Asian carp: Americans' poison, Chinese people's delicacy
Updated: 2014-10-13 07:46
By Dong Fangyu(China Daily USA)
In the Unites States, you can now enjoy a high-quality, palatable invasive fish without remorse because you are helping save the environment.
Several states in the Midwest are encouraging people to eat Asian Carp to protect the ecosystems of rivers and lakes. "Asian carp have been found in the Illinois River, which connects the Mississippi River to Lake Michigan. Due to their large size and rapid rate of reproduction, these fish could pose a significant risk to the Great Lakes ecosystem," the US Environmental Protection Agency says on its website.
A team of US fishery experts visited Shanghai in September to learn more about the Asian carp market. They toured carp processing plants in Wuhan, Hubei province, and tasted local dishes, such as carp braised in brown sauce, and bread soaked in fish head soup.
Eight species native to Asia including bighead, black, grass and silver are categorized by the US as Asian carp. They were originally introduced to US water systems in the 1970s to control the spread of weeds and parasites. But their numbers grew quickly as they crowded out native fish populations, damaging local ecosystems.
According to the Beijing News, the US team hopes to enhance cooperation with China in controlling the Asian carp population in the US and rehabilitating these carp in China, where they are valued as a source of food.
Asian carp expert Jim Garvey, who led the US team, told the Beijing Times that these invasive carp have flooded into the Mississippi River and its tributaries. If their numbers are not controlled, Garvey said, the fish will soon spread to the Great Lakes, where tourism and fishing are major industries.
To many Chinese, carp are merely a source of food, not an invasive pest. Chinese people have eaten the tasty fish, which are a rich source of nutrition, since ancient times. Serving a carp whole is a symbol of prosperity in Chinese culture, and at a banquet it is customary to serve the whole fish last.
But in the US, most people prefer to eat chicken, port or beef, Garvey said, despite the nutritional benefits of fish. Also, Americans generally don't cook the entire fish and instead fillet fish such as salmon or tuna. Filleting an Asian carp is challenging because the fish have a complex structure of thick bones.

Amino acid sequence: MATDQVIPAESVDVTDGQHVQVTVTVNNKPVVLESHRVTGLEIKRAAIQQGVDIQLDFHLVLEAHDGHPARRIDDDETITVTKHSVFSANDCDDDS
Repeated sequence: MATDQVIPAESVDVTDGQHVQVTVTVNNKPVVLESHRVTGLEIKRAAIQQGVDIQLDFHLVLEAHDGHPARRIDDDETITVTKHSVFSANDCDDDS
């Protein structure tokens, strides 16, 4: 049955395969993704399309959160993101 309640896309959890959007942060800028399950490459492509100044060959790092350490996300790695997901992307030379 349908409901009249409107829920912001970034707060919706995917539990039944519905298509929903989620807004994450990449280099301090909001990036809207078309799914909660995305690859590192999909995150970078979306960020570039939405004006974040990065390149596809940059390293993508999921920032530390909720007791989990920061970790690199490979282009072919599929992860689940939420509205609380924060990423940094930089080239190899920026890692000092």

In 2011, the Illinois state government began promoting Asian carp as a healthy and cheap source of protein. The fish are also low in fat and have lower mercury levels than tuna.
A video called Flying Fish, Great Dish, which has become popular on YouTube, teaches people how to clean Asian carp and debone the filets.
"Bighead carp soup (especially the head part) is considered a delicacy in Asian countries. Cook them with tofu and green onion. Really delicious. Another wonderful easy way to cook bighead carp is to season the fillet with soybean sauce. Keep them in the refrigerator overnight, and then deep fry," one commenter said.
"The problem with Asian carp is the name 'carp'. People automatically assume it's the bottom-feeder kind of carp that tastes terrible. Asian carp is not like that, and is actually pretty palatable. If people realized this, the Asian carp problem would have been solved quite easily," another commenter said on YouTube.
Nathan Brown, executive chef of The Ritz-Carlton Beijing Financial Street said, "I've been working and traveling around Asia for many years. Actually, I don't mind carp in Chinese dishes. Thinly sliced with noodles or made into little carp dumplings (or meatballs) in Hong Kong style with broth is very tasty at breakfast."
Brown, of Canada, said: "Most of the reason we don't eat a lot of carp in North America is due to the vast options we have for fish and seafood in the Great Lakes and east and west coast."
"However, there are several cooking methods to make the Asian carp enjoyable," he says
Clockwise from top: Stewed carp with chili sauce; milky carp soup; stewed carp with bean curd; grilled carp with bean curd. Provided to China Daily
Workers with the Asian Carp Regional Coordinating Committee, which is made up of the Illinois department of Natural Resources, the US Army Corps of Engineers and several other organizations, capture dead and dying fish on the Little Calumet River after a poison was used to kill all of the fish in an approximately two-mile stretch of the river May 20, 2010 in Chicago. Provided to China Daily
(China Daily USA 10/13/2014 page10)